Unfortunately, broad knowledge of their increased risk may not protect perimenopausal women from misdiagnosis. According to research by the Canadian Medical Protective Association, which provides advice, legal assistance and risk-management education to 95,000 Canadian physicians, doctors are missing the signs of stroke in patients nearly 10 percent of the time, largely because symptoms are often nonspecific—patients often complained of headache, dizziness, nausea and vomiting.
And women, who have historically been less inclined to advocate for themselves, are particularly at risk. Research out of the University of Leeds in England showed that, between April 2004 and March 2013, 198,534 heart attack patients at National Health Service hospitals in England and Wales were initially misdiagnosed—and most of them were women. During that time, women suffering a heart attack were 50 percent more likely to be misdiagnosed compared to men.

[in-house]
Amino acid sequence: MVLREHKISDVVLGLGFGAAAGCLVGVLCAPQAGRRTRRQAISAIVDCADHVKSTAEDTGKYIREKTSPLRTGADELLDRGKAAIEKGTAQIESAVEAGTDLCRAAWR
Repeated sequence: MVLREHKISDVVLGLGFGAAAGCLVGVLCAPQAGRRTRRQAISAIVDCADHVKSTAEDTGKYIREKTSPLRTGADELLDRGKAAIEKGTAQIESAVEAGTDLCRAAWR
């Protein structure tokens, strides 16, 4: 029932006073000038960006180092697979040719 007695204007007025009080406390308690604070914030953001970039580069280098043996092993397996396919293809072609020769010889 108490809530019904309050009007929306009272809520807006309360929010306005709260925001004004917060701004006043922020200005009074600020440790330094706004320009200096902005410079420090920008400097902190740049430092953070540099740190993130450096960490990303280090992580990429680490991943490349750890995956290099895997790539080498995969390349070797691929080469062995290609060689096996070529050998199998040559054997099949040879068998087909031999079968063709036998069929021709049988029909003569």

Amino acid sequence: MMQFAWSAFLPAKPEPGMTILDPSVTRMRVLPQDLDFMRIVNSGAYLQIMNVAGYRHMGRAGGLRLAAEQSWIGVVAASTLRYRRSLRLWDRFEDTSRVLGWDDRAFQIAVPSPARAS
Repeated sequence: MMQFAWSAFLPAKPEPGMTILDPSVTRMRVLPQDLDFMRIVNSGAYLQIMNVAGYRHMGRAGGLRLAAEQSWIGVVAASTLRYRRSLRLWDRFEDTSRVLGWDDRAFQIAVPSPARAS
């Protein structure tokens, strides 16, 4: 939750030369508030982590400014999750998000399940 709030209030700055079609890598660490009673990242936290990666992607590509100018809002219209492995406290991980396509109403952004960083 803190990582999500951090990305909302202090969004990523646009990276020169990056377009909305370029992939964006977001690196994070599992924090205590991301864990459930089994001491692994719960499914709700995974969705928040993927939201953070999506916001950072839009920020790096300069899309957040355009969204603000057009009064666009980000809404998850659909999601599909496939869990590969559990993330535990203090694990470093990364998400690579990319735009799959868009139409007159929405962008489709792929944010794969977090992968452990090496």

It might be difficult to challenge doctors who tell you nothing's wrong, but Dr. Sedlak encourages women to listen to their bodies and to be firm with health-care providers about what they're experiencing. "If you feel there is a real problem, be persistent," she says.
In your 60s and beyond: Women over 65 have the most strokes of all age groups, but they still have fewer strokes than men the same age. However, a Danish study published in the Journal of the American Heart Association in 2015 found that, after 60, women tend to have more serious strokes than men—and they're more likely to survive, which can have serious repercussions on quality of life.